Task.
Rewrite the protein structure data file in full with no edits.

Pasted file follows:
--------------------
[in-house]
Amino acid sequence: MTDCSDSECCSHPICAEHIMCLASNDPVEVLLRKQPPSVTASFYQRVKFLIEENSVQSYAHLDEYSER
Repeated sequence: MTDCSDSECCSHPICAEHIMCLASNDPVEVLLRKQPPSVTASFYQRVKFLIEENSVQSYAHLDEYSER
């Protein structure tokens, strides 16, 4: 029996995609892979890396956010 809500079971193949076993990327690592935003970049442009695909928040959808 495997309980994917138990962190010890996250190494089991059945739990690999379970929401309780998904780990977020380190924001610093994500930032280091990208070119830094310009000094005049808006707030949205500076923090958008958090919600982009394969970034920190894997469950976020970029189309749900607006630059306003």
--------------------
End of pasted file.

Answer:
[in-house]
Amino acid sequence: MTDCSDSECCSHPICAEHIMCLASNDPVEVLLRKQPPSVTASFYQRVKFLIEENSVQSYAHLDEYSER
Repeated sequence: MTDCSDSECCSHPICAEHIMCLASNDPVEVLLRKQPPSVTASFYQRVKFLIEENSVQSYAHLDEYSER
């Protein structure tokens, strides 16, 4: 029996995609892979890396956010 809500079971193949076993990327690592935003970049442009695909928040959808 495997309980994917138990962190010890996250190494089991059945739990690999379970929401309780998904780990977020380190924001610093994500930032280091990208070119830094310009000094005049808006707030949205500076923090958008958090919600982009394969970034920190894997469950976020970029189309749900607006630059306003």